Other than a new mp3 player I think there are some real radios that can be add to your system. But that will need an antena add to the bike a place to put the thing. Most of the people that go threw all that have a HD or a goldwing and have plenty of power to drive that system. There not as cheap and well most use speakers so every one hears them.
Problem is the small mp3 player or other small radios will not get the station for long on a road trip. The bigger radio will but have to power that and gust one more brick you are dragging around with you.
Some of the new GPS have a radio in them I think.

There is a option that I have used a long time ago and that is to use a small battery powered radio I got a thrift store a boom box it was called. It used the bikes battery to run it as it had a built in DC plug and a headphone jack. I had a top box it sat in and used a old car antena rewired to the radio all held together with hot glue and tape. Did not look nice but it did work.
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  #6  
Old 25 Feb 2011
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Quote:
Originally Posted by richie farmer View Post
Hi Tony,
A few years ago I bought an 1100RT which happened to have a radio and cassette player. I only turned it on once and I hated it. It was awful. It ruined the pleasure of riding the bike. It was like trying to read when someone else in the room is watching TV or trying to talk to you. I took it out and used the space in the fairing for a pump and spare cables and tools.

Riding your bike is not like driving a car. I do all my travelling with a passenger and we don't have an intercom either. Probably for the same reason. You already have an intercom so you might like a radio too. It just didn't work for me.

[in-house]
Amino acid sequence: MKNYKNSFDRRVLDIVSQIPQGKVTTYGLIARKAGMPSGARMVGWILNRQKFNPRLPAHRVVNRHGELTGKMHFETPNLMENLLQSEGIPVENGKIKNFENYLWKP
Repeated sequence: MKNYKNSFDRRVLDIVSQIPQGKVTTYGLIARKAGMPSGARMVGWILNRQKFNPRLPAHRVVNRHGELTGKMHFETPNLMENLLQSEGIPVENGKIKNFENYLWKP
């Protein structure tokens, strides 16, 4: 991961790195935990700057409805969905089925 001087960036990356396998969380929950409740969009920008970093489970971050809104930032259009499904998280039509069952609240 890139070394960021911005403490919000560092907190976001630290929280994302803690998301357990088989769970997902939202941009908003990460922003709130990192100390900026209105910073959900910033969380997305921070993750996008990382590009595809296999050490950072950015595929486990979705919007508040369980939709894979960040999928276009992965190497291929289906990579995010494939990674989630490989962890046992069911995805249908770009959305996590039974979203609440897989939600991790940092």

Hello!

Well, my experience is different.

I ride a H-D Electra Glide, year 1998, so it has a cassette player with music coming out from 4 speakers.
Some years before buying the bike I said to myself "a radio while riding? What a bul--hit!", but after one hour of riding with radio on I realized that road trips can be experienced with another kind of pleasure.

I appreciate my radio especially when riding on a highway, because I can make you sure that listening to music when you are on a road stretch which is hundreds of miles long with nothing to see for hours is helpful in order to relieve the boredom.

Last year I downloaded from Youtube some tunes of Anatolian instrumental music and recorded them on a tape just for when I would have crossed Turkey: I make sure that I really enjoyed riding south-east Turkey with that music on, it matched perfectly the wonderful landscape I was crossing.

And it's very simple: you wanna listen to music? You turn the radio on.
You have enough of it? You turn it off.

And all of this comes to a person that never listens to music while driving his car: when I'm on 4 wheels, I like to relax and concentrate on my thoughts (of course I do it when I'm alone, cuz my girlfriend would never live without music while driving).

The only problem comes from different tastes between me and her: she likes love songs (either Italian or International), whereas I love rock music (Metallica, AC-DC, Nirvana, Rammstein, Bruce Springsteen...) so in the moments where se has her part, I would like to be somewhere else, believe me.
Just imagine to arrive to a biker party with Beyonce or Mariah Carey singing from the speakers of your motorcycle...
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Old 2 Apr 2011
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Schuberth GmbH | Overview

could be a solution....